No, We Didn’t

The Green Party didn’t even crack one half of 1 percent.  But they did better than the last two cycles.  Does that matter?  I don’t know.  I’ll partly agree with reader and frequent conversant Mr. Salk: the best way forward for minor parties is grassroots. But they also need, and in my opinion, deserve, national attention.  Anyone on the ballot in most or all states should be part of the major debates, period.  I don’t think I’ll ever change my mind on that.

Here’s what else didn’t happen:  the Green Party didn’t hurt Obama.  Billions of dollars spent on the federal race by the major parties.  Dems retain Senate, GOP retains House, Obama retains White House.

That’s not to say the next Obama administration won’t be a welcome departure from the first.  I hope and pray it will.

Now that Mitt Romney’s 5-year tour of political cynicism has ended, I hope the President’s 4-year tour of political expediency has, too.

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7 comments

  1. Scott Korin (@scottkorin) · November 8, 2012

    I won’t deny not feeling bad for not writing in Rocky Anderson (or voting for Jill Stein). Your post on voting Third Party was very convincing. But I still believe in Obama, and I know I did NOT want Romney as president. I was not willing to make a statement by voting 3rd party and have someone be president with no idea of who the real man was.

    I am conflicted, though. The only way my conscience would be clear was if I voted 3rd party and Obama still won. I was not willing to take that risk. Not this time.

    But I’m willing to do it in 2016.

    As for corporate party. If Pennsylvania had an open primary like so other states do, I’d wouldn’t even have a corporate party. That is something we could try working on.

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  2. Raquel P. · November 8, 2012

    Your post on voting third party is what finally convinced me to vote third party, a decision I’d been waffling on, and for that I continue to thank you. I knew a third-party candidate could not win, but I’m glad I voted for one anyway. And I am pleased with how the election turned out, although I agree: Mr. Obama can and should do better this term.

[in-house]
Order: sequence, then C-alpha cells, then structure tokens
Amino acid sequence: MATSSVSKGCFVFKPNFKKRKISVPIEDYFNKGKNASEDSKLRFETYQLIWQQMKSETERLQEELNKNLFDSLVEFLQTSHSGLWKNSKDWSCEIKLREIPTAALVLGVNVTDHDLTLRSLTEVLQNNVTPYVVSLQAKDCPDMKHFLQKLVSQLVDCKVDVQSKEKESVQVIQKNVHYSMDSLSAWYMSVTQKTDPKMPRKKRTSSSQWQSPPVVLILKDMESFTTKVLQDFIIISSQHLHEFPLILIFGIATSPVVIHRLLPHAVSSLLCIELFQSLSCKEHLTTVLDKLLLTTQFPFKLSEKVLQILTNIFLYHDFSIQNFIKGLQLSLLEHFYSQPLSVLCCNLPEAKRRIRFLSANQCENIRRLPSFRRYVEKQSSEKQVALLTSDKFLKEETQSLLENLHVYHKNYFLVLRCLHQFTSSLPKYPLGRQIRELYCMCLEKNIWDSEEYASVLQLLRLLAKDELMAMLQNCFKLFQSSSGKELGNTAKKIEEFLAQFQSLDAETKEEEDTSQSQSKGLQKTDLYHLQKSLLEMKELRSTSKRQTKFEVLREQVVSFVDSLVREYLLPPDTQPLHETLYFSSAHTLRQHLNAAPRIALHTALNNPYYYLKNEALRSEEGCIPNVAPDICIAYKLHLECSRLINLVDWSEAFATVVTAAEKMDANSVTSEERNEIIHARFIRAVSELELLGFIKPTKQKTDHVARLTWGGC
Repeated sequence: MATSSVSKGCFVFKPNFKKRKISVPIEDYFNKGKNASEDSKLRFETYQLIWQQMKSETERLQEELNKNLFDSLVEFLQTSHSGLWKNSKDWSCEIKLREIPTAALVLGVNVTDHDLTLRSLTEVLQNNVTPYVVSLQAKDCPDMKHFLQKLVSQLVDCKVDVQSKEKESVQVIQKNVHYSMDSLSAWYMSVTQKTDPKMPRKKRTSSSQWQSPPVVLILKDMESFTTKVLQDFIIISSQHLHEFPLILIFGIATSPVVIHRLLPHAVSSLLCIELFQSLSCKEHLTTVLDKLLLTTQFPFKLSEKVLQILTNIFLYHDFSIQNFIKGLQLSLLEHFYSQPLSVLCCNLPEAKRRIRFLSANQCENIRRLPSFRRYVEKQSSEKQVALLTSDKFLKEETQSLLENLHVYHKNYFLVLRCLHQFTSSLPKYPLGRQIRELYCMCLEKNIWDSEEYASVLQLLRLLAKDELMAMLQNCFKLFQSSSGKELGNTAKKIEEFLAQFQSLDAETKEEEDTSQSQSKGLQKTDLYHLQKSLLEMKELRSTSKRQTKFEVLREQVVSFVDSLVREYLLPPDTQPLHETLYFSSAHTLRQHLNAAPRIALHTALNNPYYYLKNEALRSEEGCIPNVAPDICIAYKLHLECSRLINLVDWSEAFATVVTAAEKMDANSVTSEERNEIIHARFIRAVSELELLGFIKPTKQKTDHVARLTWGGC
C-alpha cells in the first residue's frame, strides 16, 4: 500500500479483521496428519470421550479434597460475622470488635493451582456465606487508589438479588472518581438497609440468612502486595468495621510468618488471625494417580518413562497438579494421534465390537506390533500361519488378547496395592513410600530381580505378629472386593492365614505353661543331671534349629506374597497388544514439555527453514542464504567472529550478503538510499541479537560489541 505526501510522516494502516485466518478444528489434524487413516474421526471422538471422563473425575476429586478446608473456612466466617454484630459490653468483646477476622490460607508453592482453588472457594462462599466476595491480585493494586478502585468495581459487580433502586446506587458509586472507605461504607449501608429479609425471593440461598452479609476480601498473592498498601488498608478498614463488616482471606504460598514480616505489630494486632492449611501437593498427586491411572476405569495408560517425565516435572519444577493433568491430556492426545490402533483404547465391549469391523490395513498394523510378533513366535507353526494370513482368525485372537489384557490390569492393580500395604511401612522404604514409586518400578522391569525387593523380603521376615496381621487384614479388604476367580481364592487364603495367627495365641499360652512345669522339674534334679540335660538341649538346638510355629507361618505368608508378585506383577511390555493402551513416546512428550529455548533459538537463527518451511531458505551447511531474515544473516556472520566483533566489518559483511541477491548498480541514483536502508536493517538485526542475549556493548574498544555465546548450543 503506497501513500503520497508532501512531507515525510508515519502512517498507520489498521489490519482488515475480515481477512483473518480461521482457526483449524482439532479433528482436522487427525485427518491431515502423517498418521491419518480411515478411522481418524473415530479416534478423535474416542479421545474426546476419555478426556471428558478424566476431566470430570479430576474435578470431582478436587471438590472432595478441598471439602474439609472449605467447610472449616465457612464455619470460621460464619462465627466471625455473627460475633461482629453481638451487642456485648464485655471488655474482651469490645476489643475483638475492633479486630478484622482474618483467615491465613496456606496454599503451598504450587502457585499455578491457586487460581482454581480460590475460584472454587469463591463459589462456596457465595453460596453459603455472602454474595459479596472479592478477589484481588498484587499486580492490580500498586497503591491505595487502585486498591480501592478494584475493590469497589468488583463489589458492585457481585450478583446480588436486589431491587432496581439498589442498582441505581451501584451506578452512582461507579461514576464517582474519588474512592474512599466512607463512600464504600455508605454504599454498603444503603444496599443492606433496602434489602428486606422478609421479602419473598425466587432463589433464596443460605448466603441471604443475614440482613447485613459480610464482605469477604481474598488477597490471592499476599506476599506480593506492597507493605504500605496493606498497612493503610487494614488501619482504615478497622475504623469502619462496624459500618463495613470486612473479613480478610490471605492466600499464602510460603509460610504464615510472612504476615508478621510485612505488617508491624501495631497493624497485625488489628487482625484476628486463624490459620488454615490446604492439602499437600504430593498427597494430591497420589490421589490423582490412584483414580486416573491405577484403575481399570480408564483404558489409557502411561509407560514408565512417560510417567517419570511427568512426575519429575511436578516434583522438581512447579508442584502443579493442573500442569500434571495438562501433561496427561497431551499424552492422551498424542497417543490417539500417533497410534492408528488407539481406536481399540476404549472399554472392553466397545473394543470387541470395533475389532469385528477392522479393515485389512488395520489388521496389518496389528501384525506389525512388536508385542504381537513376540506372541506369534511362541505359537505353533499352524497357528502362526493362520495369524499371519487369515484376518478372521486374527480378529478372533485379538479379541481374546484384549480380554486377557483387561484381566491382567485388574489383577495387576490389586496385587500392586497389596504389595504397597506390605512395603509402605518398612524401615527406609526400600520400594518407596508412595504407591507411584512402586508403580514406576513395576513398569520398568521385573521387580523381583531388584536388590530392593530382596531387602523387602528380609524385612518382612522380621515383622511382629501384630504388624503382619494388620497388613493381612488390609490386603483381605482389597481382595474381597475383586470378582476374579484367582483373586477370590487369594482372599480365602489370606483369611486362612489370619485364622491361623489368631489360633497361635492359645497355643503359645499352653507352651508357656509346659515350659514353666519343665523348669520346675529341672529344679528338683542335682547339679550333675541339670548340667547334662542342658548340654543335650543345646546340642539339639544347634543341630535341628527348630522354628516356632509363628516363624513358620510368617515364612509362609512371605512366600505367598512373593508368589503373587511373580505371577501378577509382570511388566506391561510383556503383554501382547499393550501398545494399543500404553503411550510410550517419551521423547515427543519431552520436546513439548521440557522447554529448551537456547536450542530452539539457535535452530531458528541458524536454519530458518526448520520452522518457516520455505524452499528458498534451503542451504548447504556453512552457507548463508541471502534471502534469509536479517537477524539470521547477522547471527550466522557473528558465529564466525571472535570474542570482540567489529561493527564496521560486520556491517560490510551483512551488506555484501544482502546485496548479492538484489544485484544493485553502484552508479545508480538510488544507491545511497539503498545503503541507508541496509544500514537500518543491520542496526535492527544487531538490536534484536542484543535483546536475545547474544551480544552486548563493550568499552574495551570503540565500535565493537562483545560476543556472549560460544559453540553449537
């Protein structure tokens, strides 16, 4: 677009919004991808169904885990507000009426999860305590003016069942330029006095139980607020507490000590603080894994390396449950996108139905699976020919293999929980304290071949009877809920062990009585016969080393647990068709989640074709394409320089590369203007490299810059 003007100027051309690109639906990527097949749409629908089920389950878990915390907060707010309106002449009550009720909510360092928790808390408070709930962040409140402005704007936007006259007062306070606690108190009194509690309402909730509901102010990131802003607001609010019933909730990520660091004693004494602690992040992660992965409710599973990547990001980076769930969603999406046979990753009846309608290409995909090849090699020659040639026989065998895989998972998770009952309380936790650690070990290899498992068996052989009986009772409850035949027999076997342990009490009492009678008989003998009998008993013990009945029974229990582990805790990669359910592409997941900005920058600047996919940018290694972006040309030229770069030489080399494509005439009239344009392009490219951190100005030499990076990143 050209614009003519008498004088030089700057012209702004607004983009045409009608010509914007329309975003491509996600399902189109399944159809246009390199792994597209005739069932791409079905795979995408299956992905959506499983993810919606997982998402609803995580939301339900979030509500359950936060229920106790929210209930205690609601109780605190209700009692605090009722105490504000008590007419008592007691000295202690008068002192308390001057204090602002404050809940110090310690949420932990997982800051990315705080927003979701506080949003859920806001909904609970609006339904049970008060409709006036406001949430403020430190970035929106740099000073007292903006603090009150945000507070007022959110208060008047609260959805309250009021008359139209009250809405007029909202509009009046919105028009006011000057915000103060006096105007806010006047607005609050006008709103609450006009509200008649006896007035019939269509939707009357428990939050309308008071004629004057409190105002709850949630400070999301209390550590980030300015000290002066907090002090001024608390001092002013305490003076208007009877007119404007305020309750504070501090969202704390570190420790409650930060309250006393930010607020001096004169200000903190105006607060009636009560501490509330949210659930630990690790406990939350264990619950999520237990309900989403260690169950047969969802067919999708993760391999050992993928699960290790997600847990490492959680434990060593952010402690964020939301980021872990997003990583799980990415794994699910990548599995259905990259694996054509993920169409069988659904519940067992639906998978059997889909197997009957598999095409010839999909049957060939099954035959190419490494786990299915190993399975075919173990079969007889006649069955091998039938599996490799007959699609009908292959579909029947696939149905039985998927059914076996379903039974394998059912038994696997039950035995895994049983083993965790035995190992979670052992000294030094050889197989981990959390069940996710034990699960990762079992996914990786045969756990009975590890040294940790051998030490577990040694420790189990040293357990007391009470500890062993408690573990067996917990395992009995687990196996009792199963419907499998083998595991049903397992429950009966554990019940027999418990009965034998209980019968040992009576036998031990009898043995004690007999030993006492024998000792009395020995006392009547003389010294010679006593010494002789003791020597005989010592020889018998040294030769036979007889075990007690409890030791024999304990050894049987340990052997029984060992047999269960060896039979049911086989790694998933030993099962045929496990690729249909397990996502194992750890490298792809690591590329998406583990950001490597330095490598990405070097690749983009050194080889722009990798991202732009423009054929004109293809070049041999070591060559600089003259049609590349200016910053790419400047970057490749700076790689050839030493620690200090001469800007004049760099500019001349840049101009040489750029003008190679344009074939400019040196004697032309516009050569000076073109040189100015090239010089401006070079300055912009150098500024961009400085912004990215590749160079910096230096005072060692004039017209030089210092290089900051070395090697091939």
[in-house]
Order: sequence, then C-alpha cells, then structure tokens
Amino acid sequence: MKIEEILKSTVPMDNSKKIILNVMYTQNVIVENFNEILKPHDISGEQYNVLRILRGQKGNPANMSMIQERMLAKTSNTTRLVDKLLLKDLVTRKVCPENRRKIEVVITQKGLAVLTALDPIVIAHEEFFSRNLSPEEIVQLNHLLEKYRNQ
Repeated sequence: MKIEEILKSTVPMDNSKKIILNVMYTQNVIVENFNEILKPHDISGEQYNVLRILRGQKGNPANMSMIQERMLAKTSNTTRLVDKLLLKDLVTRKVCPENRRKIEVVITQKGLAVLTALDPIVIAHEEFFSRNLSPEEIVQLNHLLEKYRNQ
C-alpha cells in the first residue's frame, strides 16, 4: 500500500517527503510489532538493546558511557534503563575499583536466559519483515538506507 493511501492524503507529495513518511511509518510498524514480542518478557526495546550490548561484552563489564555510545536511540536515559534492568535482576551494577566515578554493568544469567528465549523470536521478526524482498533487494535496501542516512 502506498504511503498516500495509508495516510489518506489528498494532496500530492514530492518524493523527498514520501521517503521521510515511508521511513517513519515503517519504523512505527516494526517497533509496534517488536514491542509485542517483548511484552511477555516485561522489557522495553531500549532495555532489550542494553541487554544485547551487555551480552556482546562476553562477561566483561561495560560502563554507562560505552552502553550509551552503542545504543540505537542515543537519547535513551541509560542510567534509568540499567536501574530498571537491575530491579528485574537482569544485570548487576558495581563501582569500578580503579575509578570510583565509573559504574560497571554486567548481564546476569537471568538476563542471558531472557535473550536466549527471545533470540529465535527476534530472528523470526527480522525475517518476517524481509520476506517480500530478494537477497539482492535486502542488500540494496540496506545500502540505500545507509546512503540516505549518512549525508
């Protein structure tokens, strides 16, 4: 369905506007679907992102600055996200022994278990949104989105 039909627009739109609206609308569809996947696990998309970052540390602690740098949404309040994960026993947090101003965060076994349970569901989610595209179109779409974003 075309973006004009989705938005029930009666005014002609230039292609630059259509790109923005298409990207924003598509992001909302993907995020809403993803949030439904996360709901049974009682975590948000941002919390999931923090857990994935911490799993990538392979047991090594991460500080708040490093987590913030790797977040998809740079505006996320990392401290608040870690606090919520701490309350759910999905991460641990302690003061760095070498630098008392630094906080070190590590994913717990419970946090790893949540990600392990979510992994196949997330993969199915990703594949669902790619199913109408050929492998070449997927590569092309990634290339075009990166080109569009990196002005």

I’m with you: third parties deserve national attention and recognition. Our country deserves better than just choosing between red or blue. I’m hoping real change can be made in the next four years, both by our elected leaders and in the way we learn about and vote for said leaders. Corporate money has no place in politics and everyone’s polling place and ballot should streamline the voting process and guarantee accuracy, not obstruct and confuse. I look forward to learning how I can be part of that process and thank you for your continued thoughtful posts on our grand experiment.

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  3. Mr. Salk · November 8, 2012

    Be aware that every Conservative Dollar can be spent on Red, Anti-Blue or Green for the win.
    Gamblers and Mathematicians warn against taking sucker bets.

    Like

    • Christopher Cocca · November 8, 2012

      Unless the Red fundamentally changes, I don’t see them succeeding very much going forward. We need strong parties from across the spectrum. Right, we have two rich parties representing corporate interests. A grand experiment vs. a grand bargain…I’ll take the experiment.

      Like

      • Mr. Salk · November 8, 2012

        Actually, the Reds won’t have to change at all if they can splinter the opposition.
        Shhh…don’t tell them.

        Like

  4. Phineas · December 9, 2012

    I think the Green Party needs to start by fielding a candidate at the state level, before they can ever expect to win at the national level. Once you have a credible candidate, then they can have a big enough impact to at least get past the federal funding threshold. Any attempt to fun nationally should also be coupled with a coordinated effort to win seats in Congress. If there are “safe” liberal seats, than it might be good to have a Green v. Dem race. Same could be said for safe conservative seats with a Libertarian v. Republican race. Every voter deserves at least 2 choices, There shouldn’t really be House elections where the incumbent is unopposed. You build up a bench of 3rd party elected representatives and you have solid candidates for state level offices and you have leverage to hold the major parties accountable. It’s what happens in –oh I don’t know– every major democracy in the world. There was a time when the democracy meant that it wasn’t single-party rule, but that time has come and gone. Multiple parties, more than two, are essential for healthy democracies. Coalitions and Compromise are good things.

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